ULIS contained two provisions which are connected to the problems of interpretation and filling of lacunae iuris of uniform law.

Art. 2 ULIS
"Rules of private international law shall be excluded for the purposes of the application of the present Law, subject to any provision to the contrary in the said Law."

Art. 17 ULIS
"Questions concerning matters governed by the present Law which are not expressly settled therein shall be settled in conformity with the general principles on which the present Law is based."

These provisions indicate that ULIS was intended to become a self-contained body of law for international sales. It was to be construed and applied autonomously, i.e., without any reference to or interference with national laws. Such a "revolutionary" approach met with both approval and criticism.

Those who approved this formulation stressed that such a provision emphasizes a distinctive feature of the uniform law: the need for uniform interpretation and application. Furthermore, it brings more certainty into international sales because it restrains the application of the rules of private international law which are not uniform and are often unclear. That could lead to different determinations as to which national law should be applied.

On the other hand, those who did not favor Article 17 argued that referring to "general principles" in the interpretation of the Uniform Law is inadequate because it is doubtful whether general principles existed at all, since the uniform law does not specifically declare them. There are also those who believed that having a body of uniform law separated from national law was unacceptable.[3]

At the First Session of the UNCITRAL Working Group in 1970 several proposals for the revision of ULIS Article 17 were submitted. On the one hand, it was suggested that the text should be redrafted as follows:

"The present Law shall be interpreted and applied so as to further its underlying principles and purposes, including the promotion of uniformity in the law of international sales."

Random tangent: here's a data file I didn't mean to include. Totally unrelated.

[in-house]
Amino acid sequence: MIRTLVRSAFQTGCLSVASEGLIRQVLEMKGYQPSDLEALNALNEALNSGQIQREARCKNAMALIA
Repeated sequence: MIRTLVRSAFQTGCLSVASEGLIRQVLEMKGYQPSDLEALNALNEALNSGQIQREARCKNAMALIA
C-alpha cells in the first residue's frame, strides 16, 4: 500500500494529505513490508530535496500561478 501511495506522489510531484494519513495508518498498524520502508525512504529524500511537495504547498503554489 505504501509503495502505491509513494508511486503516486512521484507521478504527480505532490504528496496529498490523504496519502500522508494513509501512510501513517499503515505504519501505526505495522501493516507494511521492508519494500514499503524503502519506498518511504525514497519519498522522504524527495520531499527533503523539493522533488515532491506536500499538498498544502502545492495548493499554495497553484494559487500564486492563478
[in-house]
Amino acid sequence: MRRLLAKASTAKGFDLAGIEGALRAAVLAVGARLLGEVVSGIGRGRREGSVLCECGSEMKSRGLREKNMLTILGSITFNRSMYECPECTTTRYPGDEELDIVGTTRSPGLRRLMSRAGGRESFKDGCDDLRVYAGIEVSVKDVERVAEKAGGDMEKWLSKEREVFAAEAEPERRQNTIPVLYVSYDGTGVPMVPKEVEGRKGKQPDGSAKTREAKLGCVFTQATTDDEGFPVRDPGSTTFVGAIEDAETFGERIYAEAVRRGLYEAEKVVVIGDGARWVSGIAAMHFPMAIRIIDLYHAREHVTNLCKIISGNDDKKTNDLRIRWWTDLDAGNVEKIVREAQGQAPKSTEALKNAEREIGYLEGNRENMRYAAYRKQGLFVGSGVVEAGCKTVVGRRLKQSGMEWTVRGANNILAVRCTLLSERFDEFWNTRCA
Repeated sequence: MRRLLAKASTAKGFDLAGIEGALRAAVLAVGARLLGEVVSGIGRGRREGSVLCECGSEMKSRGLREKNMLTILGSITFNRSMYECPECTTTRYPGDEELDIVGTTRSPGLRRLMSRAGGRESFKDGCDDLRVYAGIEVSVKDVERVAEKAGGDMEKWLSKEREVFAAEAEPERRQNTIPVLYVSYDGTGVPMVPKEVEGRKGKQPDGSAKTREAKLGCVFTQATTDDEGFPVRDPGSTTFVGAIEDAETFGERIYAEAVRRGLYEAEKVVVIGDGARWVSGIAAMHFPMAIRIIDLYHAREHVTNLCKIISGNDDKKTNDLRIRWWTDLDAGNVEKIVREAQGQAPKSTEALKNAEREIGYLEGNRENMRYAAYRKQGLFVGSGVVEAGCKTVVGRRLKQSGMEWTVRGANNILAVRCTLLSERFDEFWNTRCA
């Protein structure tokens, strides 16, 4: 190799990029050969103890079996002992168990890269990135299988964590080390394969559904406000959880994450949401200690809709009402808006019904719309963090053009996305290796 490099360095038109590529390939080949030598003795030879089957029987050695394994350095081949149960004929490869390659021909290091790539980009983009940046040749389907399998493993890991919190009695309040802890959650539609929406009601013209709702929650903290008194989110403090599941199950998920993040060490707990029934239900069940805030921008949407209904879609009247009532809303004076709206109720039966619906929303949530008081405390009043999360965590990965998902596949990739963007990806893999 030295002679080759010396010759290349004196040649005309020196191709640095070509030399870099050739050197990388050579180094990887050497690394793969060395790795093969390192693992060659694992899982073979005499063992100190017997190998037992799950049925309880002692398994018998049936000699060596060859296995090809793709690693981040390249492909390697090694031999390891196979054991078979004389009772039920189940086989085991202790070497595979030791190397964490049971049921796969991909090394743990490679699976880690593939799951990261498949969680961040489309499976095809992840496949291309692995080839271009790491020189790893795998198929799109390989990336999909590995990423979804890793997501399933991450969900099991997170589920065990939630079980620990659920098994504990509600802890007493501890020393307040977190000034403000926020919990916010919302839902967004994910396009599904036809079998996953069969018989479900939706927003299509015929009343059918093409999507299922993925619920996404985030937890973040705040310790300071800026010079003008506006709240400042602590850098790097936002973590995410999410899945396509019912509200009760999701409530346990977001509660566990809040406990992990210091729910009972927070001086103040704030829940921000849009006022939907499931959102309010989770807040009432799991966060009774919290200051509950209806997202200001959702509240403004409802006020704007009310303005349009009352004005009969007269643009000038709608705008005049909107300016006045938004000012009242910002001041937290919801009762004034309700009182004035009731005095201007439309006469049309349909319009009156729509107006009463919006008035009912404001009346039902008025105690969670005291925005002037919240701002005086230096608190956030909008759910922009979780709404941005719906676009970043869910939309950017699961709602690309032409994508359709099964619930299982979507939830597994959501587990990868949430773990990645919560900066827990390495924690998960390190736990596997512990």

On the other hand, it was proposed that the provision should be deleted or modified in order to state expressis verbis that "private international law shall apply to questions governed but not settled by ULIS". Another suggestion was to combine the two proposals by adding to the first a formulation such as, "otherwise, the rules of private international law shall apply". None of these proposals was supported by a majority of the Working Group.

At the Second Session in 1971 the Working Group decided to recommend the adoption of a new version of Article 17:

"In interpreting and applying the provisions of this Law, regard shall be had to its international character and to the need to promote uniformity [in its interpretation and application]."

The Working Group decided to delete the reference to the "general principles on which the present Law is based" declaring this provision too vague. Also, it was felt that this redrafted article should express more clearly two considerations not mentioned in the original Article 17: the international character of the law and the need for uniform interpretation and application.

At its Fourth Session in 1971 the Commission adopted the above provision proposed by the Working Group. At the same time it was suggested that this language should be supplemented by an additional paragraph dealing with gaps in the uniform law, but since opinions were divided between those who prefered the approach as indicated in the newly adopted Article 17 and those who favored recourse to the rules of private international law, it was decided to defer final decision on this matter. At subsequent sessions the only proposal referring to Article 17 was to omit the words within square brackets, since they were regarded as redundant.

At the Seventh Session in 1976, the Sales Draft adopted by the Working Group contained Article 13 which read as follows: